On Paralympians competing in mainstream Olympics and the future of Paralympics
It’s a really important time for the Paralympics to figure out where it’s going. We’ve crammed into 40 years of evolution what the Olympics did in several hundred years of sport. Now it’s a really important time for the Paralympics to think about what events are needed. The idea of the Paralympics was because athletes were excluded because of discrimination. If there are events where they aren’t [at a disadvantage because of their disability] like Natalie du Toit [Paralympic open water swimmer] then there isn’t a reason why they can’t compete in mainstream Games. It’s about what we want the Paralympic Games to be, where we want them to be in 10 or 12 years time and whether we always want it to be separate?
One of the highlights of the Awards weekend had to be the very first ‘Sport for Good Youth Festival.’
Edwin Moses, Chairman of the Laureus World Sports Academy, led a huge number of Laureus Academy Members and Ambassadors when they visited Millwall Football Club the morning of Monday’s Laureus Awards to see participants of the Urban Stars project at work.
Some of the greatest names in sport were shown first hand how their support for the good work carried out by Laureus and the projects they support was changing lives and communities for the better.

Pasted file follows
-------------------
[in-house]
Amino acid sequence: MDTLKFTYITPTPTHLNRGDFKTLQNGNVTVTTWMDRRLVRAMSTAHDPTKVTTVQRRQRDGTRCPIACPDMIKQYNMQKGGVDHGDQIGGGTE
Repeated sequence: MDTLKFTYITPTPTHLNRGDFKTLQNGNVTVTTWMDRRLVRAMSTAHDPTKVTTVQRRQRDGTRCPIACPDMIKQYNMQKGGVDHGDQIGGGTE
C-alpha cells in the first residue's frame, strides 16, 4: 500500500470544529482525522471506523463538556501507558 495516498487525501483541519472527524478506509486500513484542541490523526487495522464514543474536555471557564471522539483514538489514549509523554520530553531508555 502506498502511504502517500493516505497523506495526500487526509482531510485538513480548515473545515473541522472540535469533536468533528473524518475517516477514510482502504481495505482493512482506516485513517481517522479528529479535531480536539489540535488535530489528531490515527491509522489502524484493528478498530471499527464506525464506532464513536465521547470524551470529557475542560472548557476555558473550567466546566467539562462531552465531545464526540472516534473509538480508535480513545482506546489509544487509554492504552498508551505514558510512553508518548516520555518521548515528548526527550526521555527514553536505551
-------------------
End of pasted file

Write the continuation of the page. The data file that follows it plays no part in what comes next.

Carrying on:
And they were so impressed the Laureus Academy Members and Ambassadors started getting in on the action themselves.
Former 200m sprint world champion Frankie Fredericks, a Laureus Ambassador, joined in a six-a-side football match. Laureus Academy Member Nadia Comaneci, the greatest gymnast of her generation, held a group of girls spellbound as she told of the commitment and training needed to achieve success, and former world boxing champion Barry McGuigan even gave some tips to pugilistic enthusiasts.
The hive of activity within the Lions Centre, a giant sports hall, demonstrated the positive role that sport can play in unlocking the leadership potential of youth in the United Kingdom.
The Sport for Good message was exemplified no better than by Ibrahim Kanu, an 18-year-old from the Elephant and Castle district of London, who told Laureus Academy Members, Ambassadors and guests his own very personal story.